The threats posed by brand abuse to businesses and their consumers are bigger and greater than ever. However, by working together brands, regulators, and platforms can make a real difference.
At the INSYNC Live Summit: 2020, 100s of brands and experts came together to collaborate and share insights, with the overarching vision of forming a united front to protect consumers and businesses from bad actors online.
INSYNC: 2020 was the first step towards building a global, cross-sector movement to drive real change.
1. Brands are stronger together
Collaboration is a critical component of a successful consumer protection strategy.
INSYNC: 2020 focused brands on forming a united front through the power of shared insights, intelligence, and data. Through this approach, businesses can target the largest criminal networks operating online. With combined resources and expertise, brands can take these networks down and protect consumers from harm.
Together, we can also push for the changes we need from search engines, social media giants and ecommerce platforms.
“Partner better together to make a bigger impact.”
– George Sevier, Category Head – IP Enforcement at Dyson
Helen Saunders, Chief Product and Customer Solutions Officer at Incopro
2. Focus on consumer protection
The consumer sits at the very heart of what we do.
Traditionally, our industry has framed fighting brand abuse as ‘Brand Protection’. However, we should set our sights on safeguarding the online consumer experience across all channels. Any touchpoint a consumer has with a brand must be safe and authentic.
Consumers crave genuine products and are well-intentioned – we should realign our core goals and make it easy for them to purchase real products and develop a relationship with a brand.
“The faster consumers buy, the higher the risk that they don’t check true origin.”
– Ken Hughes, Consumer & Shopper Behaviouralist
Ken Hughes, Consumer & Shopper Behaviouralist
3. Prevention rather than reaction
Consumer protection should be preventative and strategic, not-reactionary.
If you are enforcing against a highly visible product available on a marketplace, ecommerce site or social media platform, it’s likely a consumer will have already purchased it. Consumer Protection should seek to prevent sellers from obtaining infringing stock and to shut down operations before they can target unwitting consumers.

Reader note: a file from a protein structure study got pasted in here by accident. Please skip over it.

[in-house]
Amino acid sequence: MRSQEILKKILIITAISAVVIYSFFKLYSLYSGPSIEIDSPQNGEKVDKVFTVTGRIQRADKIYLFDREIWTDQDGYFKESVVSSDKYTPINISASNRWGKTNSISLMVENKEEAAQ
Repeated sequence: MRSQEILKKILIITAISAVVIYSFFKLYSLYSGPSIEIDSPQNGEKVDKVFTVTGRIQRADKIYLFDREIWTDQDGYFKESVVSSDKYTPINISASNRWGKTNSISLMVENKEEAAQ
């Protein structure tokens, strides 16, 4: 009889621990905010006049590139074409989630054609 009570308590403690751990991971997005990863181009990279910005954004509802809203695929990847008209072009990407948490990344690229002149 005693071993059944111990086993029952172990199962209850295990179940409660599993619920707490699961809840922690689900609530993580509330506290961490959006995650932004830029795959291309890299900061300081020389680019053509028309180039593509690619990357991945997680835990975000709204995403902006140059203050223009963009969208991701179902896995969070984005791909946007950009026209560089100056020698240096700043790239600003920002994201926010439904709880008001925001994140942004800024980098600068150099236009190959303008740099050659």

A watertight IP portfolio, a comprehensive strategy, and a sophisticated monitoring solution – these are all essential to preventing brand abuse and protecting consumers on a global scale.
“The strategic highground is prevention. Enforcement is after the fact.”
– Richard Atkinson, GM & Senior Director, Global Non-Genuine Segment & Fraud Prevention at Adobe
Richard Atkinson, GM & Senior Director, Global Non-Genuine Segment & Fraud Prevention at Adobe
4. Consumer Protection has a wider business case
Consumer protection goes beyond legal, brand protection and across the business.
Other functions – including the C-Suite, marketing, and ecommerce – need to be involved.
Consumers are diverted away from legitimate digital channels to dangerous websites, putting them at direct risk and reducing your sales. Whereas exposure to inauthentic products and experiences quickly leads consumers to associate this with your brand, eroding trust and value.
“We have to take Brand Protection into the growth and opportunity space.”
– Mark Hodgin, Chief Counsel, Global Trademarks at Mondelēz International
Mark Hodgin, Chief Counsel, Global Trademarks at Mondelēz International
Ken Hughes: Your Brand but Their Story
Consumer relevance and brand storytelling
For many years, companies have been measuring satisfaction, ensuring that their customers’ expectations were met. That customer experience had equaled these expectations. But that is no longer enough to just meet a customers’ expectations.
In order to build brand advocacy and ensure significant differentiation in your market, we have to ensure we go beyond customer expectations on a regular basis. Delight & Excite has to be a core part of our strategy, particularly if we are to differentiate the brands we own.